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I just spent some time playing with a couple of Olympus micro four third cameras and I was surprised that when I took a picture, I felt the body of the camera jerking slightly. That's something I would expect on a SLR, since we have a mirror going back and forth really fast, but why is the same effect happening on a mirrorless camera? What is moving? Or am I missing something?

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Yes, electrons :) – Paolo Oct 1 '12 at 12:19
up vote 8 down vote accepted

All SLDs, other than the Nikon 1 J1, have a mechanical shutter. This is most likely what you hear each time a shot is taken.

Most of them use the mechanical shutter at the beginning of the shot and all of them use one at the end. The latest models omit the front curtain to improve shutter-lag but that is because they found a way to reliable discharge the sensor fast enough.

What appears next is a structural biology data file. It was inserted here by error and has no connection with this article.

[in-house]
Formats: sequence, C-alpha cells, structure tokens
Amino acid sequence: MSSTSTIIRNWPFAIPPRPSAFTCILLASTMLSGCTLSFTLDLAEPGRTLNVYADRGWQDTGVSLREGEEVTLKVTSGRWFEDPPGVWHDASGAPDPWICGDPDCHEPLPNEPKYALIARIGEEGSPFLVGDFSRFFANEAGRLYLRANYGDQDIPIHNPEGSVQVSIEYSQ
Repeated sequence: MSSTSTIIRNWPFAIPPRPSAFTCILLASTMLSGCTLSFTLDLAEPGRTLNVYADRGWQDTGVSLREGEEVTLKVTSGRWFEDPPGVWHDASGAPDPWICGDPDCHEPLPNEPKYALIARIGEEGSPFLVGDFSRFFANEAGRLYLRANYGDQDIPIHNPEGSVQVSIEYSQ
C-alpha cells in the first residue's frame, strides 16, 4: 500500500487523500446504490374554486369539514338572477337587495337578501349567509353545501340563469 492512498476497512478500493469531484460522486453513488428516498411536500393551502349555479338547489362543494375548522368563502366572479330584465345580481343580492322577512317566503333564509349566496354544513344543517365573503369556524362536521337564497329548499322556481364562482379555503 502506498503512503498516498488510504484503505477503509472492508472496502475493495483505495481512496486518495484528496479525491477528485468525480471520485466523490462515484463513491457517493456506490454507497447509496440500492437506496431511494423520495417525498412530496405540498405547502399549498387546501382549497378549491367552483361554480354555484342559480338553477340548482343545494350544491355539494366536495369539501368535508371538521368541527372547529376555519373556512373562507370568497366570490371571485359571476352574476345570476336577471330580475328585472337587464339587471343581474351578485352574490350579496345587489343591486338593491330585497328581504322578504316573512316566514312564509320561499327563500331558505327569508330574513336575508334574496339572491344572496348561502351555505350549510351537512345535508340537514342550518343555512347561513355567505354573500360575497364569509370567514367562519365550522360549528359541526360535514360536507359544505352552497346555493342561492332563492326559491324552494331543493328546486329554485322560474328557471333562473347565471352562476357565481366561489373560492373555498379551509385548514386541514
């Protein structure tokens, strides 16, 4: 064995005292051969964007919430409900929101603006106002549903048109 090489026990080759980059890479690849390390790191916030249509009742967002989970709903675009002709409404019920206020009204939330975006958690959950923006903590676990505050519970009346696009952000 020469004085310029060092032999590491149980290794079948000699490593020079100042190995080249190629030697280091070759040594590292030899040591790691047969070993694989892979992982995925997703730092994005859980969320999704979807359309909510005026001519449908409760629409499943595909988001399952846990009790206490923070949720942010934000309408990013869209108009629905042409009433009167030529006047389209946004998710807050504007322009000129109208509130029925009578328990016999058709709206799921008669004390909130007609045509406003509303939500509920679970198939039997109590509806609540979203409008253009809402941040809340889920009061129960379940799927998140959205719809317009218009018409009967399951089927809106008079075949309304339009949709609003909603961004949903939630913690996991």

On Olympus and Sony SLDs there is also a stabilization system which moves the sensor. It makes a gentle noise throughout the exposure but you won't hear it unless you are in a quiet environment.

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I'm not familiar with the term SLDs, does it include mirror-less as well as DSLR? – J. Pablo Fernández May 5 '12 at 21:42
@J.PabloFernández - I think he meant SLRs. Googling "SLD" turns up nothing. – Fake Name May 5 '12 at 23:01
SLD is Single Lens Digital. They have interchangeable lens but no reflex viewfinder. This are mostly mirrorless cameras but also translucent mirror ones (SLT). See… – Itai May 6 '12 at 2:01
@Pablo - The term you were looking for is ILC: Interchangeable Lens Camera. This one covers SLRs and SLDs. – Itai May 6 '12 at 2:43

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